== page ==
The books on the table for this episode are: The Black God's War by Moses Siregar III (at 2:15) the mark), The Silence of Medair by Andrea K Höst (42:30) and Paintwork by Tim Maughan (1:08:30).  During the discussion, Ian mentions an article on "Writing About Rape" that Jim Hines wrote for Apex Magazine back in January 2012. While this isn't available online, Jim Hines has written two similar pieces which can be found on his blog, along with other useful resources on the subject.

The Black God's War, The Silence of Medair, and Paintwork

If you've skipped forward to avoid spoilers, please tune back in at 1:33:35 for a thoughtful discussion of self-publishing, reading in general and concluding remarks about the last two episodes.

Changing gears, next month will see the first non-fiction edition of The Writer and the Critic. Ian has recommended Evaporating Genres, a collection of essays by Gary K. Wolfe, while Kirstyn has picked James Tiptree, Jr.: The Double Life of Alice B. Sheldon, a biography by Julie Phillips. Read ahead and join in the non-fictional fun!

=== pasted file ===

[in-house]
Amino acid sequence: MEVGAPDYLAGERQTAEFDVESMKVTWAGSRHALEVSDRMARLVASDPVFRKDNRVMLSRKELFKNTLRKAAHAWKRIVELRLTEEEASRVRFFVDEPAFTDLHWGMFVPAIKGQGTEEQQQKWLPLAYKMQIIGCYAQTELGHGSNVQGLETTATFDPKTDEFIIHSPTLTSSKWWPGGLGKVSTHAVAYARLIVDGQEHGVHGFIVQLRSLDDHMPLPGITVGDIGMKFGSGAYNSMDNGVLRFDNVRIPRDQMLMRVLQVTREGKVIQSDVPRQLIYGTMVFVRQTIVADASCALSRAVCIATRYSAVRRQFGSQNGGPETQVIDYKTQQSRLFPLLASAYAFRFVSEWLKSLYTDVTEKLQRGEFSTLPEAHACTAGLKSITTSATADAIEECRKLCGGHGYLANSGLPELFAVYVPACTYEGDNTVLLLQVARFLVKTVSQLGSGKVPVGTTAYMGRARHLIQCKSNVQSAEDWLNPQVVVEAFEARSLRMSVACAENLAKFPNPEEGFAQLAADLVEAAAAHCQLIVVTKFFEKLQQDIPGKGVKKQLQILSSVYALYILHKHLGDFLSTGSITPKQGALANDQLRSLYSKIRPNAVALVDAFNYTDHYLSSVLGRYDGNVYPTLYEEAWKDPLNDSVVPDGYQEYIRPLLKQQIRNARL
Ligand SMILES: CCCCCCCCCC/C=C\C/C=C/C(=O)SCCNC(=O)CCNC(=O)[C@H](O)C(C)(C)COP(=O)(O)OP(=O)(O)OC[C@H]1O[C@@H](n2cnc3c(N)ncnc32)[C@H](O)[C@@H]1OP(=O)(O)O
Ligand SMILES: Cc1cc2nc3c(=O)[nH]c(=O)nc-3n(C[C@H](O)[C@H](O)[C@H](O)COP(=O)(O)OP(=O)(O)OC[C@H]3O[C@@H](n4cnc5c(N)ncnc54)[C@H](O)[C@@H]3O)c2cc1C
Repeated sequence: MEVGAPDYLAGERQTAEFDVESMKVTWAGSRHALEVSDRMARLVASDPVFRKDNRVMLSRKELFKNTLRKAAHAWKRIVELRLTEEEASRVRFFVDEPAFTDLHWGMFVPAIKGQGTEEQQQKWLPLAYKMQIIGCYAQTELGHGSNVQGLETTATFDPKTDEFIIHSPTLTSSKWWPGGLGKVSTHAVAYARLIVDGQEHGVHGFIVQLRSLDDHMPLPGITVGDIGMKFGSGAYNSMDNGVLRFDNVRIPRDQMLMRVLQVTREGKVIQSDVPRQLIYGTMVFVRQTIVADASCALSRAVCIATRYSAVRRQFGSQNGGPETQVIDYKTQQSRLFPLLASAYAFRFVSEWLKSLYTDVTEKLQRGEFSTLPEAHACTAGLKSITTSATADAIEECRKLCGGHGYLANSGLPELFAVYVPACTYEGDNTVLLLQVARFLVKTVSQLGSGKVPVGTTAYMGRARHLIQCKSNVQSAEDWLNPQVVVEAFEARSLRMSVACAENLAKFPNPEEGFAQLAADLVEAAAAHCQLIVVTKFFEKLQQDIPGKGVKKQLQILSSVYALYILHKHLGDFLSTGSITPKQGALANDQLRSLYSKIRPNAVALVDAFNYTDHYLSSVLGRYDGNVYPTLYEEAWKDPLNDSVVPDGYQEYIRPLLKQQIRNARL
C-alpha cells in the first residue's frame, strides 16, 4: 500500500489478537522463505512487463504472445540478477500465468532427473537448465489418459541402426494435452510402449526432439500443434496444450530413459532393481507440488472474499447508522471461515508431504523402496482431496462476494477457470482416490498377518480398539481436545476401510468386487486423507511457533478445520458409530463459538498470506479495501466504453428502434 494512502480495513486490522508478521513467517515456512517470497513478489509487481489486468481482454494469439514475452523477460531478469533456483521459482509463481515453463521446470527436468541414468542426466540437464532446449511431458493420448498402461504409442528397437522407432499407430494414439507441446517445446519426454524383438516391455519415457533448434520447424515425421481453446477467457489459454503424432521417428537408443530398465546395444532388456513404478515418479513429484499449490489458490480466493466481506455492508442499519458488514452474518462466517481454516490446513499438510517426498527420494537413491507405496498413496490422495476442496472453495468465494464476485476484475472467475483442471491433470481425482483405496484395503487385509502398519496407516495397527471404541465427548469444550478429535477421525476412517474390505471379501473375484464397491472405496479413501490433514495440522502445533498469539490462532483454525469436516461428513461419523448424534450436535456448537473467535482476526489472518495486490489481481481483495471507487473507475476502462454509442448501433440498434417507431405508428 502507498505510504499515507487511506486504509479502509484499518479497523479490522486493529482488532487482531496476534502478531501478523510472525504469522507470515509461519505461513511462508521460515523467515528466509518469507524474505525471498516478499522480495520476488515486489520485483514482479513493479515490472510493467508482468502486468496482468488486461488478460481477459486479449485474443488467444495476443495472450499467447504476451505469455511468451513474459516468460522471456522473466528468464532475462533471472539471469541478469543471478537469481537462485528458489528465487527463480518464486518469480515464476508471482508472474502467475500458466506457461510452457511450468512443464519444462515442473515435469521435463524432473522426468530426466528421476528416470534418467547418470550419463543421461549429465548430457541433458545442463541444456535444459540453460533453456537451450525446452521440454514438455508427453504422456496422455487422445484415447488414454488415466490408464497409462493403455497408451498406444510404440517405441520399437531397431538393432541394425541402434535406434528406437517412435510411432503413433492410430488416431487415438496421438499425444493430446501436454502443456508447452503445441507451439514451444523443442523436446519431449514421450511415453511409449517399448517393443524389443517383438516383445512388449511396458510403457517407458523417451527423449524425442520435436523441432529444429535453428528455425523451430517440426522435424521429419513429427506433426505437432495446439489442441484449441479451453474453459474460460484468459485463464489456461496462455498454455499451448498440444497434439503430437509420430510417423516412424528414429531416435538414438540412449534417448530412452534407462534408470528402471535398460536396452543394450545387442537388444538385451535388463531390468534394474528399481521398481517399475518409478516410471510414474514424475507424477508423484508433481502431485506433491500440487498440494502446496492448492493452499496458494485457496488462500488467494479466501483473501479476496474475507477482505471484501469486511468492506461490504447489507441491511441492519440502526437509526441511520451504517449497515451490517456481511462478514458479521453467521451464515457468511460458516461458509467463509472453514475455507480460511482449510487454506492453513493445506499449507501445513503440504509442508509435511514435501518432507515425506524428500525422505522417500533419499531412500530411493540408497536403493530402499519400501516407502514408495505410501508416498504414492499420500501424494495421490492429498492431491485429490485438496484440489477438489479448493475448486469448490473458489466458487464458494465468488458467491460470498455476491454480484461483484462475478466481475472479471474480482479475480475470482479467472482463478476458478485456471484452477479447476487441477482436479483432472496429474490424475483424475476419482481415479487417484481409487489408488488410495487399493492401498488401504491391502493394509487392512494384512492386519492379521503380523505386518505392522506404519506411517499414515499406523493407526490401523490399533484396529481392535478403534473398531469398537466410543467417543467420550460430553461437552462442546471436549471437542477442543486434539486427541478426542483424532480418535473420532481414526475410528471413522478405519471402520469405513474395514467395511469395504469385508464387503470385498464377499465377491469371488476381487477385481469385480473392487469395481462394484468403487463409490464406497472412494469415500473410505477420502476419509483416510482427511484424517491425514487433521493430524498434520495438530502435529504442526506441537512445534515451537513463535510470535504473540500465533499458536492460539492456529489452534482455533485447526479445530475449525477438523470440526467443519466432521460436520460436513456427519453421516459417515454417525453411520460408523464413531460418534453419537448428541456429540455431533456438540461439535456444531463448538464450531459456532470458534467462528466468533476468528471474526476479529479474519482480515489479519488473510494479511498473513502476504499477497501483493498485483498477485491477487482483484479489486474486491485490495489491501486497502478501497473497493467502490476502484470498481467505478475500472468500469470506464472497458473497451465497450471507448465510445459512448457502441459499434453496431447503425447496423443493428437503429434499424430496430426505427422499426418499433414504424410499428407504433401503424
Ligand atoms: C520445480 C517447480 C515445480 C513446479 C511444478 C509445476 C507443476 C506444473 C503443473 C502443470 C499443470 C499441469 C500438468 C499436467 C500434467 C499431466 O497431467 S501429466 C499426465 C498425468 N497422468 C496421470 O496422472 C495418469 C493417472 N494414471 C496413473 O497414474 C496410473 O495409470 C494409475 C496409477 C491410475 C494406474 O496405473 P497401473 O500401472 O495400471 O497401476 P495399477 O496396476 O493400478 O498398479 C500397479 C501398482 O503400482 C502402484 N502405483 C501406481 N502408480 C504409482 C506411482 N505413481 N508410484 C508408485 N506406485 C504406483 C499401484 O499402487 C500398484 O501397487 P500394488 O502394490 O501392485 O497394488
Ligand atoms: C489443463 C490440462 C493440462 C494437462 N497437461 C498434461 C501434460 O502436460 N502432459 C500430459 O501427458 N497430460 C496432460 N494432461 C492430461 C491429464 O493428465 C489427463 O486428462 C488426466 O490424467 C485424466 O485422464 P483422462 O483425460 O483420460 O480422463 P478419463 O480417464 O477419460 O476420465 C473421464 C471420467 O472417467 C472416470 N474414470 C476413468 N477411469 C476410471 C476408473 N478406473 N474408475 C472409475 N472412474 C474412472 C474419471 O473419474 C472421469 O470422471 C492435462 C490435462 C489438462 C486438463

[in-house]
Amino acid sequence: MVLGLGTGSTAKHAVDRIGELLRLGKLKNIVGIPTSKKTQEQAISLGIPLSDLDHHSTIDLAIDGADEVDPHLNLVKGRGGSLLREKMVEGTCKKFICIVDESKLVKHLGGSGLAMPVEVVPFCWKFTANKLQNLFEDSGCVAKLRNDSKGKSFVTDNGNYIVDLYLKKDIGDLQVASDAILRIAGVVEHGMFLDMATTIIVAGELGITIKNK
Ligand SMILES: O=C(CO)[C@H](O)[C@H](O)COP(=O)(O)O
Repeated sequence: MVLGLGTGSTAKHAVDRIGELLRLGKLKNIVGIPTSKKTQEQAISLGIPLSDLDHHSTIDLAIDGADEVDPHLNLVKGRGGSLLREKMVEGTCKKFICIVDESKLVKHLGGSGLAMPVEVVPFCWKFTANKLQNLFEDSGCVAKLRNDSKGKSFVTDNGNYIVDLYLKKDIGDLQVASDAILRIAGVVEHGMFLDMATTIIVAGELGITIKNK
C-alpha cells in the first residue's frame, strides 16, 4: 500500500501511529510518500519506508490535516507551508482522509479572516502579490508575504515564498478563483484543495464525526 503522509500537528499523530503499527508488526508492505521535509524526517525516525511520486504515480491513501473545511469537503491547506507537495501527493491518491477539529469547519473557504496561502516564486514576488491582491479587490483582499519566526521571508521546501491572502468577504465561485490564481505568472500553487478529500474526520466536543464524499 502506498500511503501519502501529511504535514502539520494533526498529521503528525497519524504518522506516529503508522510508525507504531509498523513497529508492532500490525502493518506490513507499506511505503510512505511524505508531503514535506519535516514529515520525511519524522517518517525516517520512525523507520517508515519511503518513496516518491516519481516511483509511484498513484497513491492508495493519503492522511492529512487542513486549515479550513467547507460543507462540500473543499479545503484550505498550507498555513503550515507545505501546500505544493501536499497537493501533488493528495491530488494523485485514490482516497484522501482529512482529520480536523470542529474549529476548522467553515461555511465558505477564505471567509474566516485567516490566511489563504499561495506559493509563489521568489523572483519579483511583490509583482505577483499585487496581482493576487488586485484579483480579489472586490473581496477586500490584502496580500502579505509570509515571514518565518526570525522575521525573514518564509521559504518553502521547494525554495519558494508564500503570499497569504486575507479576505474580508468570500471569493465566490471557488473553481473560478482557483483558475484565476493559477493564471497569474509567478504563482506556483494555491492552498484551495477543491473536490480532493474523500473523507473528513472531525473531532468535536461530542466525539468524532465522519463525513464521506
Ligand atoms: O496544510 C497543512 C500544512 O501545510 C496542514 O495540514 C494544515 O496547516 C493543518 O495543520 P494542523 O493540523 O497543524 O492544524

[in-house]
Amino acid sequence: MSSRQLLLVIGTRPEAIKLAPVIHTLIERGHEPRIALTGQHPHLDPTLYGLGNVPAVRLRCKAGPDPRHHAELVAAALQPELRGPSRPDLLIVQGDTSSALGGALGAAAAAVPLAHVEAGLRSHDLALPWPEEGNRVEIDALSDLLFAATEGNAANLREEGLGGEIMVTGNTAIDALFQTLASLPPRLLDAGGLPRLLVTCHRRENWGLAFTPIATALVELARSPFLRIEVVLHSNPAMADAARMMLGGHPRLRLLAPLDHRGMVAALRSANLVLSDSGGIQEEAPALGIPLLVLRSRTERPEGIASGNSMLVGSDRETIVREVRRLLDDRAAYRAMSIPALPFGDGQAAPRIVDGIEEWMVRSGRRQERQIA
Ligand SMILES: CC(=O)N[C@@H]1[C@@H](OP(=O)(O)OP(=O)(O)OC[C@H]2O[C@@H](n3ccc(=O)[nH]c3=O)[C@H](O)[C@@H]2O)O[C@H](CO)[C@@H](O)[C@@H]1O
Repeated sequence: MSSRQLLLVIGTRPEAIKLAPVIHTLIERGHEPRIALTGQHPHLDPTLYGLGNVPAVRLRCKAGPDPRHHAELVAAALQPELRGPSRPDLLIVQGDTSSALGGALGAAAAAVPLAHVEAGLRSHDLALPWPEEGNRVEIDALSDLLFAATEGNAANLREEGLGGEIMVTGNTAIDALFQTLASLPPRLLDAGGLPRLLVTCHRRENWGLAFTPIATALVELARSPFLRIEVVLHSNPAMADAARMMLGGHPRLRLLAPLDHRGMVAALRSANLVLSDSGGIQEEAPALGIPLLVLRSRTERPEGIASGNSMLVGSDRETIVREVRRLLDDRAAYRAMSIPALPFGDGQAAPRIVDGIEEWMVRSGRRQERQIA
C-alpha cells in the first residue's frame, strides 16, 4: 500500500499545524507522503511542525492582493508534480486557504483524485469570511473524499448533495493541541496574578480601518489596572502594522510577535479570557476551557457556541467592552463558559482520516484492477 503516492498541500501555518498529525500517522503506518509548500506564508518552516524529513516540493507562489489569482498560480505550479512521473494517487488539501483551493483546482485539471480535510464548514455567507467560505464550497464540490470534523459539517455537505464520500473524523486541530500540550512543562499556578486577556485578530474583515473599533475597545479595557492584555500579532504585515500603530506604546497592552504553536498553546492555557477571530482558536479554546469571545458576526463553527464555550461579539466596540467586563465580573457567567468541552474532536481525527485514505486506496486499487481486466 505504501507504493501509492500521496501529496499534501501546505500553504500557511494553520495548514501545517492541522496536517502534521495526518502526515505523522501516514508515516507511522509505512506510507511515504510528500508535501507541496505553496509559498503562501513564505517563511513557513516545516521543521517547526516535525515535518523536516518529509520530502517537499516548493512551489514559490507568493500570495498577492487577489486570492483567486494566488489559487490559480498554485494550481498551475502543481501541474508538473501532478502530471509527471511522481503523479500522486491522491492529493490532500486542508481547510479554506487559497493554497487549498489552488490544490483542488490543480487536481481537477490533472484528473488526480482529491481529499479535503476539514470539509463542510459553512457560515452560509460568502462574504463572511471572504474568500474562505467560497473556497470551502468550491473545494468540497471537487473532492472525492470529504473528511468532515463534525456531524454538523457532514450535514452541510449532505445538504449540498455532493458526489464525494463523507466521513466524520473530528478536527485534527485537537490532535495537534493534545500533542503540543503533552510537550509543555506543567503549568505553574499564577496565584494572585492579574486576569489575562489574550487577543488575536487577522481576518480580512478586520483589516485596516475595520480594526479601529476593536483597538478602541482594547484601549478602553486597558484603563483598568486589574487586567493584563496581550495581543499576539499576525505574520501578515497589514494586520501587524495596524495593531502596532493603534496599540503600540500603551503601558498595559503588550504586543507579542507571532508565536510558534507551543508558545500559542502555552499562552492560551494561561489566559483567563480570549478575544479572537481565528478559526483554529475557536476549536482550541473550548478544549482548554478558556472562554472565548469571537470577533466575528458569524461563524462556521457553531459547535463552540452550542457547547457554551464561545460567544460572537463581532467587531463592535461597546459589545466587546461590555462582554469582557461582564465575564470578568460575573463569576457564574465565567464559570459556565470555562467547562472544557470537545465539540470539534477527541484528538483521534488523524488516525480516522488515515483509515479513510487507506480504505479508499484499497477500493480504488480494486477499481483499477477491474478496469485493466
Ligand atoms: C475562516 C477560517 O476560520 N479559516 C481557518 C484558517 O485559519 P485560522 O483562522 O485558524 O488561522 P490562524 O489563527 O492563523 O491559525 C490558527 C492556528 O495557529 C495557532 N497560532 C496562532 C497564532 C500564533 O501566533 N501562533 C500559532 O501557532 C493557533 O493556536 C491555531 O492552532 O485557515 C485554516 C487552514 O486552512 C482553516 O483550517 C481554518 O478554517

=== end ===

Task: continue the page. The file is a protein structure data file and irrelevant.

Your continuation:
This month on The Writer and the Critic your hosts, Kirstyn McDermott and Ian Mond, present Part the First of their special eBook Extravaganza! Yes, that's right ... unable to condense the discussion of six books into less than three hours, they have wisely decided to split the podcast into two episodes. You're welcome, listeners.

After some brief introductory remarks, Kirstyn and Ian jump straight into the dissection of the first three books up on the block: Angelfall by Susan Ee (at the 3:20 mark), Anticopernicus by Adam Roberts (32.15) and The Dark Wife by Sarah Diemer (1:01:20). Along the way, Kirstyn recommends this series of philosophical reviews of Anticopernicus by Rich Puchalsky for further reading, while Ian notes a discussion of difficulty in fiction by Adam Roberts, which was in turn inspired by a 2009 essay by John Lanchester. Sarah Diemer's thoughtful explanation of why she chose to self-publish her books can be found here.

Angelfall, Anticopernicus, The Dark Wife

For those who've been skipping ahead to avoid spoilers, you can tune back in around 1:30:20 for a very quick wrap-up.

Next month, in Part the Second of the eBook Extravaganza, Ian and Kirstyn will discuss the last three books as chosen by listeners:

They'd love to hear your feedback on all the eBooks they've discussed!